A report from the Justice & Corporate Accountability Project uses access-to-information records to piece together how embassy and trade commission officials responded when Jennifer Moore of MiningWatch Canada was detained by Peruvian police in April 2017.
By Kevin Philipupillai, The Hill Times
A recent report says the Canadian government failed to follow its own policies when called upon to support a Canadian activist who was detained by Peruvian police and declared a threat to national security because of her work with local communities affected by a Canadian-owned copper mine.
On Dec. 10, the Justice & Corporate Accountability Project (JCAP), a legal clinic affiliated with Osgoode Hall Law School in Toronto and the faculty of law at Thompson Rivers University in Kamloops, B.C., released a report called The Two Faces of Canadian Diplomacy. It used access-to-information records to piece together how Canadian embassy and trade commission officials responded when Jennifer Moore of MiningWatch Canada was detained by Peruvian police in April 2017, and when she subsequently challenged her treatment through the Peruvian court system.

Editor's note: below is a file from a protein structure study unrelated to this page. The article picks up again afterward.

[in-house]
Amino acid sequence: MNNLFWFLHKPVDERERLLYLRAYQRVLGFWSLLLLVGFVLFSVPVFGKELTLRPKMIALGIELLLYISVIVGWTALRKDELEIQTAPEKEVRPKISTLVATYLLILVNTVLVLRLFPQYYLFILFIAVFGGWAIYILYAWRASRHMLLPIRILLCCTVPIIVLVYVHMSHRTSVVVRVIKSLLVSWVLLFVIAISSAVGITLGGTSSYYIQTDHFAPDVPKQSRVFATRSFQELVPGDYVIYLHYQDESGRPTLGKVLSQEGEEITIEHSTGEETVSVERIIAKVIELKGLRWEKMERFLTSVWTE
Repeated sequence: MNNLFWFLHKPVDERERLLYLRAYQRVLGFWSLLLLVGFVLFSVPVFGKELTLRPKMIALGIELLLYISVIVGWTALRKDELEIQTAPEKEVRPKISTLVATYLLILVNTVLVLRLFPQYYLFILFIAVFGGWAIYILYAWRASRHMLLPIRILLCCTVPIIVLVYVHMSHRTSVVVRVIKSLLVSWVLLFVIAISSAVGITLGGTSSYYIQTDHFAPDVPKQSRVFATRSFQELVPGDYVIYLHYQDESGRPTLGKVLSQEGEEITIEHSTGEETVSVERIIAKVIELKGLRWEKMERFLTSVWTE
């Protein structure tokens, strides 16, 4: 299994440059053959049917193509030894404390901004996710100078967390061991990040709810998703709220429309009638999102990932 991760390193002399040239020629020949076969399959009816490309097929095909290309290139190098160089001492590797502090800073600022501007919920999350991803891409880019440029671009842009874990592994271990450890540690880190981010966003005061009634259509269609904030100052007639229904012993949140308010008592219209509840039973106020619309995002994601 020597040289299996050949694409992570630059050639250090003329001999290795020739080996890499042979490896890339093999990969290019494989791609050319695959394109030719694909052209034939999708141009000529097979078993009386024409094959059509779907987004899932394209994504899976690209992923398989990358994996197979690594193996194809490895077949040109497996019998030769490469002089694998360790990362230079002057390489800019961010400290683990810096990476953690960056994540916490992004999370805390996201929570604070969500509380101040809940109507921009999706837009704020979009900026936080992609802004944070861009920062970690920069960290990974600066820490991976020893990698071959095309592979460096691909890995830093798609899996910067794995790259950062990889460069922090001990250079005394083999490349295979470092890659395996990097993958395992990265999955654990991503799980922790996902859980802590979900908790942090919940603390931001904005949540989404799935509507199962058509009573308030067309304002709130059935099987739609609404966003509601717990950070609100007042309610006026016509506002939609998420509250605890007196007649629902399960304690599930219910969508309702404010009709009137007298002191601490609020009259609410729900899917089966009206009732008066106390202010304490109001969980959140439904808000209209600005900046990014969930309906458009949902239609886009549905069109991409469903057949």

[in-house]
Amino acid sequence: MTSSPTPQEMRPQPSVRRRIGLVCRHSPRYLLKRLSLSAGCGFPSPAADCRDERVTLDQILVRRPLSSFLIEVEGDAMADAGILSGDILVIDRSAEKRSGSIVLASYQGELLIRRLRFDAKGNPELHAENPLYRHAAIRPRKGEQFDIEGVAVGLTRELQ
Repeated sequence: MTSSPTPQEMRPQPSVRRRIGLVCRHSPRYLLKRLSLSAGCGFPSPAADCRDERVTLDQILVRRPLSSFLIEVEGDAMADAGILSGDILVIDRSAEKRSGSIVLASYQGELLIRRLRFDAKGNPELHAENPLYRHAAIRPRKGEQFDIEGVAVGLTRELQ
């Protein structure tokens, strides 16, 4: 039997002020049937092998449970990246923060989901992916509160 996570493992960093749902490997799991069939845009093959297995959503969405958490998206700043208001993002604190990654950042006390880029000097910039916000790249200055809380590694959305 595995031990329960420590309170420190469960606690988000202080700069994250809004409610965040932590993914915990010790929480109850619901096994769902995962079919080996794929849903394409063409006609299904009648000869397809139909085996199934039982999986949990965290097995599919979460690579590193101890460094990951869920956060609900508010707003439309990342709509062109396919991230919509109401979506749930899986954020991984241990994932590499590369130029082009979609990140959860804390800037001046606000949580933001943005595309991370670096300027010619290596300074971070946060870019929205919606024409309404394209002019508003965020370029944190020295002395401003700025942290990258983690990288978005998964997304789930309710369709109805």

Charis Kamphuis, a co-author of the report and a law professor at Thompson Rivers University, told The Hill Times this is the first study of the Canadian government’s adherence to its Voices at Risk guidelines, which were introduced in 2016 by then-international trade minister Chrystia Freeland (University-Rosedale, Ont.). The policy provides detailed guidance for Canada’s diplomatic missions on how to support human rights defenders around the world.
“We see many Canadian officials abjectly ignoring a prominent policy that clearly applies to the situation,” said Kamphuis. “In a way, it’s not an interesting story because it’s very clear cut. It’s very obvious that what [Moore] was doing was 100 per cent legitimate. It was supported by local organizations, it was totally legal, she was exercising her free expression rights, she had meaningful relationships with the community, she had been there multiple times.”
“And yet Canada did absolutely nothing to support her. Rather, they did everything to ignore her. They had 90 organizations write to them. They had multiple UN bodies ask them questions. And they tried their very best to do nothing.”
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